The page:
For several years after the launch of the Tesla Model S, traditional automakers have been struggling to come up with competing products. EVs and autonomous driving were two things that most manufacturers were just not prepared for. But now, a number of products from the German elite are trying to change the status quo. They might have joined the party too late, but products such as the Porsche Taycan prove that on several counts, traditional carmakers are simply placed way better. One of the things that Tesla, even with its high prices and associated snob value, has never quite done exceedingly well is luxury. Mercedes, with its new electric flagship, the EQS, is looking to take on the might of Tesla. But no, it isn’t just a smattering of premium materials that should have you interested; it is the tech on offer that stands out.
To start with, let’s get the basics down: The first models being introduced to the U.S. market will be the EQS 450+ with 329hp and the EQS 580 4MATIC with 516hp and as the EQS is the all-electric equivalent of the S-Class, it will share a few of the dimensions including the total length.
Before we get into the tech on the inside, it is important to note a major engineering feat that Mercedes-Benz has achieved. The luxury sedan has a coefficient drag of 0.202, making it the most aerodynamic production car in the world. It is pertinent to note here that an extremely low Cd was one of the talking points of the Model S when it first arrived. All EQS models have an electric powertrain at the rear axle. The EQS 580 4MATIC, however, also gets an electric powertrain at the front axle making it all-wheel drive.
One version of the EQS has a 107.8 kWh battery with a staggering 478-mile WLTP range—way higher than any Tesla on sale currently and just below the upcoming Tesla Model S Plaid+’ 520-mile figure.
The EQS is loaded to the brim with driver-assistance features supported by ultrasound, camera, radar, and lidar sensors on the car. Adaptive cruise, lane detection and automatic lane changes, as well as steering assistance are all there, but what is interesting is the new additions such as the microsleep warning, which analyzes the driver’s eyelid movements through a camera on the driver’s display over speeds as low as 12mph.
There are a number of active-assist features, including an active blind-spot assist that can give a visual warning of potential lateral collisions at speeds of up to 124mph. It can even take corrective measures like one-sided braking intervention. The feature continues to be active even while parked and will warn against exiting if an object, cyclist, or pedestrian is in a dangerous spot.
An active emergency stop-assist feature is also present which can bring the EQS to a standstill if the sensors and software recognize that the driver is no longer responding to traffic conditions around the car. If the driver is unresponsive, acoustic and visual warnings appear in the instrument cluster along with some deceleration. Hazard warning lights are also activated and the driver’s seatbelt is briefly tensioned. If nothing else works, the system does a strong, short jab at the brakes as an additional warning, followed by the car being brought to a standstill.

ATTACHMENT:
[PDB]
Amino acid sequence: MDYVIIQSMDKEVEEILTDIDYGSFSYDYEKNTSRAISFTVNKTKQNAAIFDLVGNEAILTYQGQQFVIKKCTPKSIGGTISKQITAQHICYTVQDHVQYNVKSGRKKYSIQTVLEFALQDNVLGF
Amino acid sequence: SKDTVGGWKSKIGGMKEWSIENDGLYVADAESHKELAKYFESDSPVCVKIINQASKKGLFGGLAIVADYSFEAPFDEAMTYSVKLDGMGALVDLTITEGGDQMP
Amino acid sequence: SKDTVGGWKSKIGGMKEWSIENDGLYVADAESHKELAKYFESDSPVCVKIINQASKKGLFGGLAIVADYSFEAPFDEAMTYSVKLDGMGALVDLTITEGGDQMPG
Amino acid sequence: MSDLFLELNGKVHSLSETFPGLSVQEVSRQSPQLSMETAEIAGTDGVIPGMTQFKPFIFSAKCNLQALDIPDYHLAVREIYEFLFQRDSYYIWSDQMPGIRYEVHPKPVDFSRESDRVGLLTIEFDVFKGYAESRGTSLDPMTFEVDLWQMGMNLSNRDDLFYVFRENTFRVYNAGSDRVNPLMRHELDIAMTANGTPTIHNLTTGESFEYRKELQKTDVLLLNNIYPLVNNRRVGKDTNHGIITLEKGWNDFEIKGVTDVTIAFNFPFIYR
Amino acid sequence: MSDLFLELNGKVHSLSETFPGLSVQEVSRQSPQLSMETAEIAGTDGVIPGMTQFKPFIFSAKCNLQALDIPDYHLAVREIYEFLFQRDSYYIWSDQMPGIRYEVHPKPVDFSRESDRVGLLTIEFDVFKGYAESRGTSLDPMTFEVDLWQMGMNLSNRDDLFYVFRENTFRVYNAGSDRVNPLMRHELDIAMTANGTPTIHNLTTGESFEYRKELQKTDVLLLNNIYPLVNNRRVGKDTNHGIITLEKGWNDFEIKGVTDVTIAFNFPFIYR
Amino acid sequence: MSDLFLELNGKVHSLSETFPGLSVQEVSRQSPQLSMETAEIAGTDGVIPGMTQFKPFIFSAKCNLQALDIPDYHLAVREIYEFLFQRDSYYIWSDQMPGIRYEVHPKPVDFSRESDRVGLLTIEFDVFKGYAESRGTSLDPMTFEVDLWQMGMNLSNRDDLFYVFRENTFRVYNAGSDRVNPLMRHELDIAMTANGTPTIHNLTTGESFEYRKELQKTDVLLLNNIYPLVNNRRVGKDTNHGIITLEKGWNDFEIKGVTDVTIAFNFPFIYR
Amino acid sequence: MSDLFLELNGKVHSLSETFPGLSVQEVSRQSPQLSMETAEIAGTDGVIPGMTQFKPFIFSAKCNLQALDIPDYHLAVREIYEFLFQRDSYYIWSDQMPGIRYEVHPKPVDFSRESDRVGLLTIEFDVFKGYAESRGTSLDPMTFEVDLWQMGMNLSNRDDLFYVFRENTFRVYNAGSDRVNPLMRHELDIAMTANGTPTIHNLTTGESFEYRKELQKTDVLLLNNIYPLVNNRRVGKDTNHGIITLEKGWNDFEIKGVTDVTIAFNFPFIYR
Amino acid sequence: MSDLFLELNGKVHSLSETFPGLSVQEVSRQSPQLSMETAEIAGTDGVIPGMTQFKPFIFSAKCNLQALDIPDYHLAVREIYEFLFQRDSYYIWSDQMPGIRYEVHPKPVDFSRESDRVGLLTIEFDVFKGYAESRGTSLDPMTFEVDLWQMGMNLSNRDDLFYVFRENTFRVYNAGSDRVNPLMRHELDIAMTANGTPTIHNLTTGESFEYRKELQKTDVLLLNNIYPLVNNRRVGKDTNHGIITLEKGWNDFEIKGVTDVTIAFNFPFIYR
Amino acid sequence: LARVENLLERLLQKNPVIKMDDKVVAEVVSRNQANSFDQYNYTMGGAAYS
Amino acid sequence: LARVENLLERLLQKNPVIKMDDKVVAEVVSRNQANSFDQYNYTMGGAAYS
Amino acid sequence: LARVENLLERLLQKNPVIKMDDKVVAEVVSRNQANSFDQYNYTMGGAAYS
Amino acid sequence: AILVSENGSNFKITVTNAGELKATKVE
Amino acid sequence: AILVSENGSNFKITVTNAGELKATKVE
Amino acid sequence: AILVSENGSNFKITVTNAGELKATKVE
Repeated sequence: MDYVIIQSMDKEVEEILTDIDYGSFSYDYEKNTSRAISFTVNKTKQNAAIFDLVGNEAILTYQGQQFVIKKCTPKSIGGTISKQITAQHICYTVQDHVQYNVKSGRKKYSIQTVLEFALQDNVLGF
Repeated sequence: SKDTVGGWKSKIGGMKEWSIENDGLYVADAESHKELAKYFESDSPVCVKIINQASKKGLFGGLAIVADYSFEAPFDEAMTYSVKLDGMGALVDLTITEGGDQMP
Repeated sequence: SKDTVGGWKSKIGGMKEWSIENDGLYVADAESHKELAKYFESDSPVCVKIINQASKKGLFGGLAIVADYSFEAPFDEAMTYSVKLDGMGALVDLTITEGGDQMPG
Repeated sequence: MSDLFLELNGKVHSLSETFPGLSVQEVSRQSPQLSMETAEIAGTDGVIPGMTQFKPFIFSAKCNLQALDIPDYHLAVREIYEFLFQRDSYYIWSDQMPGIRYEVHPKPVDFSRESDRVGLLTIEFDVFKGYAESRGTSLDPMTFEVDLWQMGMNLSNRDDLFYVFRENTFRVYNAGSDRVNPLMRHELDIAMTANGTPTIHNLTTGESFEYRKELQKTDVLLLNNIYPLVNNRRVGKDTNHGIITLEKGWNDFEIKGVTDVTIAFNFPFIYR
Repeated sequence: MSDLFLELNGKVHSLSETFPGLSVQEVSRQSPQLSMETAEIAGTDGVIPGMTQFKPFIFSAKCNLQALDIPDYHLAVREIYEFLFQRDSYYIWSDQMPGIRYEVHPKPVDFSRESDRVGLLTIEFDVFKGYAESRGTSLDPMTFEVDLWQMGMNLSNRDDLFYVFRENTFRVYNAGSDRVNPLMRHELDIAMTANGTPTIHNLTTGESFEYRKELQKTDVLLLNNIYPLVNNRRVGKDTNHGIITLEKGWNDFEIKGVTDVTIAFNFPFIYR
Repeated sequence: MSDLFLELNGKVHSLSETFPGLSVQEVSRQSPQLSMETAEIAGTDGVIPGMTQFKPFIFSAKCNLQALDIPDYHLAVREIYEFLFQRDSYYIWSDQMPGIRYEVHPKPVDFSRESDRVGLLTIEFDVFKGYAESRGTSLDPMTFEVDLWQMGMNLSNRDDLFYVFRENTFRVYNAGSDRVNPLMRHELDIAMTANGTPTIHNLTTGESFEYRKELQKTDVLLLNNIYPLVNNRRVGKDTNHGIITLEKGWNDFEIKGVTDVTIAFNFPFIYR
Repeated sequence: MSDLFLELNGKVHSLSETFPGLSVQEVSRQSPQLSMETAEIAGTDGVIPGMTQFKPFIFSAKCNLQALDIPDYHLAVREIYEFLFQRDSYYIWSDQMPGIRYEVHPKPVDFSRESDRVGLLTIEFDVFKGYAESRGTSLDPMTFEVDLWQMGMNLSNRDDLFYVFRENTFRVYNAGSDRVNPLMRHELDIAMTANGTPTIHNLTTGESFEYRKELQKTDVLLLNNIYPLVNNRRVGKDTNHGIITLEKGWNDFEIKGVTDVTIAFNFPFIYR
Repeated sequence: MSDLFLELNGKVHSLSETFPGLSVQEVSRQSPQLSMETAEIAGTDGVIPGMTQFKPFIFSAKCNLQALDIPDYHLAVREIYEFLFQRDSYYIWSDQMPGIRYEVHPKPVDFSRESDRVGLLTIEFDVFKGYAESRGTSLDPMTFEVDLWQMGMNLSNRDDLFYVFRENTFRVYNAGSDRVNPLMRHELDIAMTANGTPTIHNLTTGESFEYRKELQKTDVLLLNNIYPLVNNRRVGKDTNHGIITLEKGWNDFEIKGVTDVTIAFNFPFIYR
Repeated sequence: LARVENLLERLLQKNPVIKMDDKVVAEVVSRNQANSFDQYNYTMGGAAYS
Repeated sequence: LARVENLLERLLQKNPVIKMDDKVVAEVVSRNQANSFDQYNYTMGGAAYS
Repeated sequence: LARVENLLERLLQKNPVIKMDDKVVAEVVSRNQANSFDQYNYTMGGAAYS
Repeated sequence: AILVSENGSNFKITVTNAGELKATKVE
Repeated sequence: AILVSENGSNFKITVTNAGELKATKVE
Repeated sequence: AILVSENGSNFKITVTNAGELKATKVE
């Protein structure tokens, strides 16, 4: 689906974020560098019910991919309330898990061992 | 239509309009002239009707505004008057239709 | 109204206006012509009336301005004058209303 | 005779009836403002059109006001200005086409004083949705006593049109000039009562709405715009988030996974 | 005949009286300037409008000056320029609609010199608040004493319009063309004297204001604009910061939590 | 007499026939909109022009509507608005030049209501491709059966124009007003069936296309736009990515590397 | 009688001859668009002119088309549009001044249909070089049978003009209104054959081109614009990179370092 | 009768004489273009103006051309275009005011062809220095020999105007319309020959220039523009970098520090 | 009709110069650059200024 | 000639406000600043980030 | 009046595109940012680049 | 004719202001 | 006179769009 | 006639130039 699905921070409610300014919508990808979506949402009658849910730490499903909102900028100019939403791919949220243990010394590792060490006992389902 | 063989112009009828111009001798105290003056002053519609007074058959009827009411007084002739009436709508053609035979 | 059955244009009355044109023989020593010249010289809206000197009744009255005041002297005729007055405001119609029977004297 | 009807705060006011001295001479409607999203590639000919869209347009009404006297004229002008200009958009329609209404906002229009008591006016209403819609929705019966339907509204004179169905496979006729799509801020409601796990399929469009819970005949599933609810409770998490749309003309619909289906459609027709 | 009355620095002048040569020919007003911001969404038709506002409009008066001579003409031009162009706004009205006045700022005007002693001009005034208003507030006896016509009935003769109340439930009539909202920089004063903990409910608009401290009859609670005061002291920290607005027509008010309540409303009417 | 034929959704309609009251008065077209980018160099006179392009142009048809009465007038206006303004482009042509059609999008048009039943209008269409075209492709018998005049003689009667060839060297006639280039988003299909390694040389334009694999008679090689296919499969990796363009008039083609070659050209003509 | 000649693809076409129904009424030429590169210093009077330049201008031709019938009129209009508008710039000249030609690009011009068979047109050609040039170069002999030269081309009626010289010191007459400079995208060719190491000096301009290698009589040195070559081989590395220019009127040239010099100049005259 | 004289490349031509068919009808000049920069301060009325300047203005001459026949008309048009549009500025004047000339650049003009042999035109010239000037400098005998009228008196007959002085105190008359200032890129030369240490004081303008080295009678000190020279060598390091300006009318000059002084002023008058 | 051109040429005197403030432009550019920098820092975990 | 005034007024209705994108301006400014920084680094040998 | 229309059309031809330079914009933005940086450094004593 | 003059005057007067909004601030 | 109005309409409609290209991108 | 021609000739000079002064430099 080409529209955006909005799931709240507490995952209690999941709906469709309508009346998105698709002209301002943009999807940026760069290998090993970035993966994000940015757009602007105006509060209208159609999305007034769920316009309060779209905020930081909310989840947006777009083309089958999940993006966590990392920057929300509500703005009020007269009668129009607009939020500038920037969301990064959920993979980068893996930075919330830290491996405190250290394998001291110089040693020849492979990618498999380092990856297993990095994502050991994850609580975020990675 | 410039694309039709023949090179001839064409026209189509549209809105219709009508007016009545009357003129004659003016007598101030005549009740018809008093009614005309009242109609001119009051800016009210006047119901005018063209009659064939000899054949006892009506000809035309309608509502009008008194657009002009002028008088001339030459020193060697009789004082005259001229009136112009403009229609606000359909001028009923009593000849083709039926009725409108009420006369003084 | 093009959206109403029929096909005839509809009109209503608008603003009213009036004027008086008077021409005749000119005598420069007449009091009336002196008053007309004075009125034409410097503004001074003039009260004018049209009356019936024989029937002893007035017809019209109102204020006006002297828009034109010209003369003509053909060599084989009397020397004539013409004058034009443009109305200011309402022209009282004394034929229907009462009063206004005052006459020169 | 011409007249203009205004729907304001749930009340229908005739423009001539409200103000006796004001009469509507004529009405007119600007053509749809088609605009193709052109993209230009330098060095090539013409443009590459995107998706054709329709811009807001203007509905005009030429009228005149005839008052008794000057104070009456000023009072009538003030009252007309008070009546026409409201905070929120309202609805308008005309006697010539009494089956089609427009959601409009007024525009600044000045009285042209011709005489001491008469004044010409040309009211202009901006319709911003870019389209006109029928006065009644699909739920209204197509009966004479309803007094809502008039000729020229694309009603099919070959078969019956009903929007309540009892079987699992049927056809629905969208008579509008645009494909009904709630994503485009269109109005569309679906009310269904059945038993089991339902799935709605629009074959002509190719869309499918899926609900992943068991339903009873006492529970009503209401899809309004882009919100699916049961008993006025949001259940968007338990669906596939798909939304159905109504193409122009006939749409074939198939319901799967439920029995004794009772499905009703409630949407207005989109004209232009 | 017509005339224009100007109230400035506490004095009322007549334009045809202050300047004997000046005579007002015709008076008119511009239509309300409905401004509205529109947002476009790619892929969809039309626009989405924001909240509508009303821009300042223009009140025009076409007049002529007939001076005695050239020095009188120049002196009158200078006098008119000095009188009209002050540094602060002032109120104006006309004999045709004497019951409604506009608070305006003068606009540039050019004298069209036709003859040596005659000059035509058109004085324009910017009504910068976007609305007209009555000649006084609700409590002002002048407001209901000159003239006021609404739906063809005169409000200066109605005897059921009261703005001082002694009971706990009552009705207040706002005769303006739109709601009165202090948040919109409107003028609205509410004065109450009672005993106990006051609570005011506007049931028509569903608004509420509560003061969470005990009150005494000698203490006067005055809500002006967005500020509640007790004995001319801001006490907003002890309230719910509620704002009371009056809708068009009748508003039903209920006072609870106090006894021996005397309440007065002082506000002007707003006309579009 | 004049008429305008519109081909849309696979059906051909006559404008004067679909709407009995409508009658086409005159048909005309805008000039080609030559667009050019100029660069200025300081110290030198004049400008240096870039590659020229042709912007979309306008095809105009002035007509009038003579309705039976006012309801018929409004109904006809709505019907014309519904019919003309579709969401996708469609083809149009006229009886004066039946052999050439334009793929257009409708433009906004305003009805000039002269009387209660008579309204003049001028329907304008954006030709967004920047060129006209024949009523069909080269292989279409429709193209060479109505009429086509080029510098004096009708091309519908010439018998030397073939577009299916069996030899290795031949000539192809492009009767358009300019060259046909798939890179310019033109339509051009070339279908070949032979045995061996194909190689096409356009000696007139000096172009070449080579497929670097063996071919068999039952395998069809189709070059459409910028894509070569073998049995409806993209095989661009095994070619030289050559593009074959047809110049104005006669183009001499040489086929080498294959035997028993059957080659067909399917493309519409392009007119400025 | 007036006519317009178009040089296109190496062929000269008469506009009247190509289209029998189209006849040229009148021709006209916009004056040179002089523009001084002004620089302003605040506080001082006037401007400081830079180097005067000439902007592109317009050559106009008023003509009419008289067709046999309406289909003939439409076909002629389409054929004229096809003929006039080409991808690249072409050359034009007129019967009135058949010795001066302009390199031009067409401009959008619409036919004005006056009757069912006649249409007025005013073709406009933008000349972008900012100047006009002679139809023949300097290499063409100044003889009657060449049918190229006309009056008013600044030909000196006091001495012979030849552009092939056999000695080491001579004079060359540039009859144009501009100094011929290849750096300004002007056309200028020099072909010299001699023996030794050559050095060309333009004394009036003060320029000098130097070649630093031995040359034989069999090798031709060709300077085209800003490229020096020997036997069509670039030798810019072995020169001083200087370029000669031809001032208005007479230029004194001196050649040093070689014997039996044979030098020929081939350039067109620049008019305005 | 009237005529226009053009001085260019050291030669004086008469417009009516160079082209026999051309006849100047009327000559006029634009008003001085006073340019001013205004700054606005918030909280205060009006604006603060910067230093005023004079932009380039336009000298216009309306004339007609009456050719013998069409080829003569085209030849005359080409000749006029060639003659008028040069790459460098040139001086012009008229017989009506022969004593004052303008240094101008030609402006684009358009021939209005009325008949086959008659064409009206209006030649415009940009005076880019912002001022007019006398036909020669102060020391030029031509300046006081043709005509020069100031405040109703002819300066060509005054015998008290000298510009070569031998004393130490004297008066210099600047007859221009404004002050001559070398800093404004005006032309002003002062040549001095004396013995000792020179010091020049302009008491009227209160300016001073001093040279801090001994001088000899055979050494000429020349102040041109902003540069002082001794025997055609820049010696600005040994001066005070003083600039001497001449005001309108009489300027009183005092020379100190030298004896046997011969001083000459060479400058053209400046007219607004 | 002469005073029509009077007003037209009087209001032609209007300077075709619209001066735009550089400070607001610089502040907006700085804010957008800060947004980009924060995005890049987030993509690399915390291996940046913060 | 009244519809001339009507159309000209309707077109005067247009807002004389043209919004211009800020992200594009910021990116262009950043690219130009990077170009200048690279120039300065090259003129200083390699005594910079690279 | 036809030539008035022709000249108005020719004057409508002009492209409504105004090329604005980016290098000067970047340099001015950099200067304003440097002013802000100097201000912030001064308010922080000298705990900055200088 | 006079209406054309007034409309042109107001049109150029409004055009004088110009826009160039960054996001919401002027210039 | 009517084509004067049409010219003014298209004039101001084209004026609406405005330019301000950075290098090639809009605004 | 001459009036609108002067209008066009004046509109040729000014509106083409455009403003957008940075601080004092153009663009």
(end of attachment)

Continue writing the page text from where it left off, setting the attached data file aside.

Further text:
There is also the option of an SAE Level 3 conditional automated driving system feature, which Mercedes-Benz calls “Drive Pilot”—something even Teslas don’t have. In fact, this level of autonomous driving isn’t allowed yet almost anywhere where the car will be sold.
The EQS is also clever in ways that other cars have never been before, all thanks to an AI developed to learn the driver’s behavior. The 350 sensors on board the EQS help it in this regard. Early car reviewers are already experiencing how good the AI can be in learning the user’s preferences even in a short amount of time.
The AI’s role is said to be clearly visible while using the MBUX infotainment system, which analyses past behavior and brings to the fore certain functions that a user might prefer to do at a given time, location, or after a sequence of actions. It isn’t just limited to the in-car infotainment; it also plays a role in the mechanics of the car itself. For example, the EQS will suggest raising the chassis to offer more ground clearance when passing through rough or challenging terrain.
And how can we not talk about the screens? The 56-inch screen (yes, you read that right!) sure has taken the internet by storm. But more than the screen real estate, it is how they communicate with each other that’s interesting.
The hyperscreen is actually three screens merging together behind one seamless piece of glass. The driver display is 12.3 inches, the central display is 17.7 inches, and the front passenger display is 12.3 inches. There are the screens at the back. If the driver intends for the rear passengers to watch a particular movie, a drag and swipe motion on the main screen will send the new programming to the rear. The passengers can also share programming with each other using a similar gesture. The screens, therefore, more than being individual units, are all connected and allow for interactivity between them.
All this and much more make the Mercedes-Benz EQS a revolutionary product. The ball is now firmly in Elon’s court.